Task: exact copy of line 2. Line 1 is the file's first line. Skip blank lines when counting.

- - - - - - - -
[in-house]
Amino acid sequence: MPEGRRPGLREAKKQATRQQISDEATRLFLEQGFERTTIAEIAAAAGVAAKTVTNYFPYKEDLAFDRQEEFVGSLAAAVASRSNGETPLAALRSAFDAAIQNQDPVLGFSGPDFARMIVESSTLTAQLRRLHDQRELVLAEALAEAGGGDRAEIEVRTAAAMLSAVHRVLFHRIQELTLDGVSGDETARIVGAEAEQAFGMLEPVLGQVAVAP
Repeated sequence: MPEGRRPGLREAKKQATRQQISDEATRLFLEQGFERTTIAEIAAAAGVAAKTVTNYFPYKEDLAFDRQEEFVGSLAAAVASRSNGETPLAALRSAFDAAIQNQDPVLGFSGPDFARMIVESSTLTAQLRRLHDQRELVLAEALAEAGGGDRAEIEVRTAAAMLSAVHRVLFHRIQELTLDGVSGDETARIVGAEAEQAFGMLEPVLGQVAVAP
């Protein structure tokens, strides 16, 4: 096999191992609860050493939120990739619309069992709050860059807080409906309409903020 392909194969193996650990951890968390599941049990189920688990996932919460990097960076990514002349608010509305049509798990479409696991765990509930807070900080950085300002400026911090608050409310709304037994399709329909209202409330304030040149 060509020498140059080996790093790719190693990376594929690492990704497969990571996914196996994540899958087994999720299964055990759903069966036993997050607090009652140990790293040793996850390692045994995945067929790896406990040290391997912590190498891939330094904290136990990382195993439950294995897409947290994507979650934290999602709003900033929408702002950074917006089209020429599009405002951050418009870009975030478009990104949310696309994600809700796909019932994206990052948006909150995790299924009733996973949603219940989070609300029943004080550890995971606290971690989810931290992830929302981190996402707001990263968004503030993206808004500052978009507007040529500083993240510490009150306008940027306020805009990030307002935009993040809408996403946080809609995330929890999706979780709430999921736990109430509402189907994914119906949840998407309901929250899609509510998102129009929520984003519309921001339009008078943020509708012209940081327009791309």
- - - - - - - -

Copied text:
Amino acid sequence: MPEGRRPGLREAKKQATRQQISDEATRLFLEQGFERTTIAEIAAAAGVAAKTVTNYFPYKEDLAFDRQEEFVGSLAAAVASRSNGETPLAALRSAFDAAIQNQDPVLGFSGPDFARMIVESSTLTAQLRRLHDQRELVLAEALAEAGGGDRAEIEVRTAAAMLSAVHRVLFHRIQELTLDGVSGDETARIVGAEAEQAFGMLEPVLGQVAVAP